LATEST VERSION: 4.2.1 - RELEASE NOTES
Concourse for PCF v4.x

Configuring Team Authentication

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This topic describes how to configure your team’s authentication using authentication providers and teams.

Overview

Continuous Integration servers often contain many secrets that let them access source code and deploy apps. It is important that those secrets remain well guarded. Concourse provides options for both authentication and authorization to give you control over who can access your server and how much they can see.

Any number of the following providers can be enabled at any one time. Users are given a choice when logging in as to which one they want to use.

Note: If you access your Concourse server over the public internet, then consider using TLS to secure your connection to the web node.

Configuring team authentication in Concourse is done in two parts:

  1. Configure the allowed authentication providers in the deployment manifest. See Configure Authentication Providers below.
  2. Add users and groups to Concourse teams using fly set-team. See Add Users and Groups to Teams below.

Configure Authentication Providers

Concourse can be configured to use local users, GitHub, generic LDAP, Cloud Foundry, OAuth, and OIDC as authentication providers. You must specify the allowed authentication providers before Concourse is deployed.

A Concourse operator needs to provide the following information in their Concourse deployment manifest:

  • A list of allowed local users.
  • Configurations against third-party authentication providers (GitHub, generic LDAP, Cloud Foundry, OAuth, and OIDC).
  • Users who should be members of the default main team (either local users or users/groups from external authentication providers).

Local Users

Local users must be declared in the add_local_users of the atc job in the deployment manifest. Passwords can be supplied in plaintext or as a bcrypted string (minimum 10 rounds).

Example:

- user1:password1
- user2:$2y$10$W9542XKXzG5aedX09AlSg.nr0IwejlWosCWXzRKl1eOFzdpgOrGcG

Note:user1 and user2 mentioned above do not yet have access to any teams. They must be granted access on a team-by-team basis. For more information, see Add Users and Groups to Teams below.

GitHub Authentication

A Concourse server can authenticate against GitHub to take advantage of their permission model and other security improvements in their infrastructure. To do this, you need to:

  1. Create a GitHub app.
  2. Configure your deployment with the GitHub client details.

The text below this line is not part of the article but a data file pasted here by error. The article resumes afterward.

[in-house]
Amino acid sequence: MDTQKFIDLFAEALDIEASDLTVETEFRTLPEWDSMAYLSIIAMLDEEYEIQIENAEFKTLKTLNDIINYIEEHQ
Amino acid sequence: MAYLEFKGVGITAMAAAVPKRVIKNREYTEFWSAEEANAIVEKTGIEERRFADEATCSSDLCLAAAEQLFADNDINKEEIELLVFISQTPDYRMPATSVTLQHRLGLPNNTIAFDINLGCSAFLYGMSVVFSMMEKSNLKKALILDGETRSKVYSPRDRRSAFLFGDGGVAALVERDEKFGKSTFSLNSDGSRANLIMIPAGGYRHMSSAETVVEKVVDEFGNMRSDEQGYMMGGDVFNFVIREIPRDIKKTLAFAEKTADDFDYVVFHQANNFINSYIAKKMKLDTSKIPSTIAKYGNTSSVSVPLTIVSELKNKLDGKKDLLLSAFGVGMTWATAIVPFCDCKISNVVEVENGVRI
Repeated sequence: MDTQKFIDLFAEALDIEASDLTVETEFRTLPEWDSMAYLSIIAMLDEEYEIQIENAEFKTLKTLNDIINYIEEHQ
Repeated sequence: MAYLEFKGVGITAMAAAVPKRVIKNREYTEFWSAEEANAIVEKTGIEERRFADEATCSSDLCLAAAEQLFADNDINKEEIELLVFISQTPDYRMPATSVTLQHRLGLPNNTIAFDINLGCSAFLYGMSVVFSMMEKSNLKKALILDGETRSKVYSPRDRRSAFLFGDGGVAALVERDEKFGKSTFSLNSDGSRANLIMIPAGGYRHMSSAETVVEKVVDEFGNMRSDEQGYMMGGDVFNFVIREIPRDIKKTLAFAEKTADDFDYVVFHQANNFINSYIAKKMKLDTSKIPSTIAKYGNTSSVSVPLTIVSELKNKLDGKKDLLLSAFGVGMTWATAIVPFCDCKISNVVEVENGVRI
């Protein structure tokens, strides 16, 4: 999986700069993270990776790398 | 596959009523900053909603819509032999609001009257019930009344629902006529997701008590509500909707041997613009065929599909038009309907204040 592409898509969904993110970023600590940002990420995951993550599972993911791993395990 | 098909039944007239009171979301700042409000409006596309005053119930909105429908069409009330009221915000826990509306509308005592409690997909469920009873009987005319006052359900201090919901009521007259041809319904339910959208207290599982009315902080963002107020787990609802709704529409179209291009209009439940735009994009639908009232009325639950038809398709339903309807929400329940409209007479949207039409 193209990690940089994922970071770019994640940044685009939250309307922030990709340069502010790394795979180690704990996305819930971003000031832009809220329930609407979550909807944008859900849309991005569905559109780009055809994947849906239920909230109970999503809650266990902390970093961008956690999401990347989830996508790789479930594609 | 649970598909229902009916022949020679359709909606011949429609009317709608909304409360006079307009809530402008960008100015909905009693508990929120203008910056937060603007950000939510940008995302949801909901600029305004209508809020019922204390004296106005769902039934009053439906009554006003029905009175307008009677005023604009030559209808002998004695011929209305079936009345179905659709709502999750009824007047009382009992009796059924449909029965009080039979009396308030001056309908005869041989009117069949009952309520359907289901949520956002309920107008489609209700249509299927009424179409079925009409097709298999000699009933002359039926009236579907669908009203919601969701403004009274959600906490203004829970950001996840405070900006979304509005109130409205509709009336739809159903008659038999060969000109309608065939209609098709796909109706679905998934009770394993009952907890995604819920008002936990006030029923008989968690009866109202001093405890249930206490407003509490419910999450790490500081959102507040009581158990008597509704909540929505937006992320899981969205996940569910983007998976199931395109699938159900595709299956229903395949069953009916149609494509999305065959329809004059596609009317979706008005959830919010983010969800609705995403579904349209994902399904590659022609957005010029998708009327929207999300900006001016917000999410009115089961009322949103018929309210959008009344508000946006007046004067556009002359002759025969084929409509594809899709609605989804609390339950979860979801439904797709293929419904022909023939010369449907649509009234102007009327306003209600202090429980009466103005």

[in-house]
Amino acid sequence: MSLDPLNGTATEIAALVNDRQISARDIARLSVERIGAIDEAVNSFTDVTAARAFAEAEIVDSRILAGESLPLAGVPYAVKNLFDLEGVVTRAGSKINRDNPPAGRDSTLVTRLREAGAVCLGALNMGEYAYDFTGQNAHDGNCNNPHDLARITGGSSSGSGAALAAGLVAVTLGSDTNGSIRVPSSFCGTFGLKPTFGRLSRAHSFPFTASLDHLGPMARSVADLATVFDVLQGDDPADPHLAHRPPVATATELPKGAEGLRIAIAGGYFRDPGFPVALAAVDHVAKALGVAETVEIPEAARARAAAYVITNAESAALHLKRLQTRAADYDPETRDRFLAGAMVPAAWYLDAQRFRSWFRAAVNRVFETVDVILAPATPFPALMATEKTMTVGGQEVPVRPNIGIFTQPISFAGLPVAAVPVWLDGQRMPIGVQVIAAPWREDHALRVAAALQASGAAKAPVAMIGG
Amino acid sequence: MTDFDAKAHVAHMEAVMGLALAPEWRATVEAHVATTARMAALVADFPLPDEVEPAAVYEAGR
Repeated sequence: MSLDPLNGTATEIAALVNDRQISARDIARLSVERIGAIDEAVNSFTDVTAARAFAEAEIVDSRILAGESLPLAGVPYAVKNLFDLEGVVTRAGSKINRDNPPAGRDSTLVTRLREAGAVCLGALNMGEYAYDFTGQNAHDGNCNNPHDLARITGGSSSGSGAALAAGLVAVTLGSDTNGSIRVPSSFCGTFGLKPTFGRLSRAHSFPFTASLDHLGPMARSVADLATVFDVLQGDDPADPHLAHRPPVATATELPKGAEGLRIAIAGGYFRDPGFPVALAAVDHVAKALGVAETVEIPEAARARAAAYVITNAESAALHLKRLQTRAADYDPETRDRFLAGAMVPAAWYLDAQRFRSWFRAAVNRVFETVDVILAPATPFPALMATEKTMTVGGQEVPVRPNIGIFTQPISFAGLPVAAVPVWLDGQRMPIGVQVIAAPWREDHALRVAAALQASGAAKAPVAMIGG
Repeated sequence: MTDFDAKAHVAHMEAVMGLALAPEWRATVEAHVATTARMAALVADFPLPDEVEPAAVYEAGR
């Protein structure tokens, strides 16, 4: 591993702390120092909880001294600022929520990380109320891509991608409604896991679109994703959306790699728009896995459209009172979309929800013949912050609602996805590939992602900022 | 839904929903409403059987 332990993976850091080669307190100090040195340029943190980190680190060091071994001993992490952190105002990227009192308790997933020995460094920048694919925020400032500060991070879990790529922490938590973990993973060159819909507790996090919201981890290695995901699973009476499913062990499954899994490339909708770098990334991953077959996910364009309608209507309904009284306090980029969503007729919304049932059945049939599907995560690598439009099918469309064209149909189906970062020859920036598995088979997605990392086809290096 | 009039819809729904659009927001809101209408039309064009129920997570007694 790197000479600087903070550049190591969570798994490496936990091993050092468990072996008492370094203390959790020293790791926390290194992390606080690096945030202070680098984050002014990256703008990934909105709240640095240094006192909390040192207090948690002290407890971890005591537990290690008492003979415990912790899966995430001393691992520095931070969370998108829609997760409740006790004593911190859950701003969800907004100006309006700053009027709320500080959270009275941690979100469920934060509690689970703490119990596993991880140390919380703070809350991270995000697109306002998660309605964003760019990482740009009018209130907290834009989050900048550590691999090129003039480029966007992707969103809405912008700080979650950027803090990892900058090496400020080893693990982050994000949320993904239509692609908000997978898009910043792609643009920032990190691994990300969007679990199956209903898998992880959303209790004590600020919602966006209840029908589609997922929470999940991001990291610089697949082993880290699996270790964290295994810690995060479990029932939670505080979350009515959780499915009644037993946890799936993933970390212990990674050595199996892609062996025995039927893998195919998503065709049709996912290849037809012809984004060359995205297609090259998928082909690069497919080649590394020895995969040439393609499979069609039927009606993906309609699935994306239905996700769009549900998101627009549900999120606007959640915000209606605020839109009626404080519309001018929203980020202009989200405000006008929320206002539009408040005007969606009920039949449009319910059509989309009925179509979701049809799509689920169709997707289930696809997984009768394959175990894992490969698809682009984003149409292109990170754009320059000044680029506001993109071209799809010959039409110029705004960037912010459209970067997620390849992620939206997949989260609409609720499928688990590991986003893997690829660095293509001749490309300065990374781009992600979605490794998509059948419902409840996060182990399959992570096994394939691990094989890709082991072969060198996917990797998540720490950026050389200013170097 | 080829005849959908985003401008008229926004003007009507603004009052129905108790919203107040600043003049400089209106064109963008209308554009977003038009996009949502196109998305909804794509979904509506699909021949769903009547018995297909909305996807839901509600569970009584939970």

Create a GitHub App

You can create an OAuth app on GitHub. To do this, see Register a new OAuth app.

The callback URL is the external URL of your Concourse server with /sky/issuer/callback appended. For example, Concourse’s own CI server’s callback URL is https://ci.concourse-ci.org/sky/issuer/callback.

Note: The app must be created under an organization if you want to authorize users based on organization/team membership. If the app is created under a personal account, only individual users can be authorized.

Configure the GitHub Client Details

GitHub provides a Client ID and a Client Secret for the new app. Supply this information in the github_auth, client_id, and client_secret fields. For more information on these fields, see github_auth.

Cloud Foundry Authentication

Operators can use Cloud Foundry Authentication (CF Auth) to authenticate users against a Cloud Foundry deployment, using the User Account and Authentication (UAA) server.

To authenticate users, do the following:

  1. Create a UAA Client.
  2. Configure your deployment with the Cloud Foundry client details.

Create the Client

Create a client for Concourse in UAA.

The callback URL is the external URL of your Concourse server with /sky/issuer/callback appended. For example, Concourse’s own CI server’s callback URL is https://ci.concourse-ci.org/sky/issuer/callback.

The client should look something like this, under uaa.clients:

concourse:
  id: my-client-id
  secret: my-client-secret
  scope: openid,cloud_controller.read
  authorized-grant-types: "authorization_code,refresh_token"
  access-token-validity: 3600
  refresh-token-validity: 3600
  redirect-uri: https://concourse.example.com/sky/issuer/callback

Configure the Client

You are given a Client ID and a Client Secret for your new app. These are then passed in the client_id and client-secret fields on the atc job. For more information on these fields, see client_id.

You also need to configure your base API URL for CF in the api_url field. To do this, see api_url.

OIDC Authentication

If your authentication provider follows the OIDC specification, then use this provider. Unlike the OAuth provider, you do not need to provide auth-url, token-url, and userinfo-url. Instead, you can provide an issuer-url, and the system queries the .well-known/openid-configuration endpoint to discover the information it needs.

To add the OIDC authentication provider, do the following:

  1. Create the OIDC client.
  2. Configure the client.

Create the OIDC Client

First, you need to create a client with your OIDC provider.

The callback URL is the external URL of your Concourse server with /sky/issuer/callback appended. For example, Concourse’s own CI server’s callback URL is https://ci.concourse-ci.org/sky/issuer/callback.

Configure the Client

To configure the generic OIDC, fill in the generic_oidc fields in the atc job of the manifest. For more information on these fields, see generic_oidc.

OAuth Authentication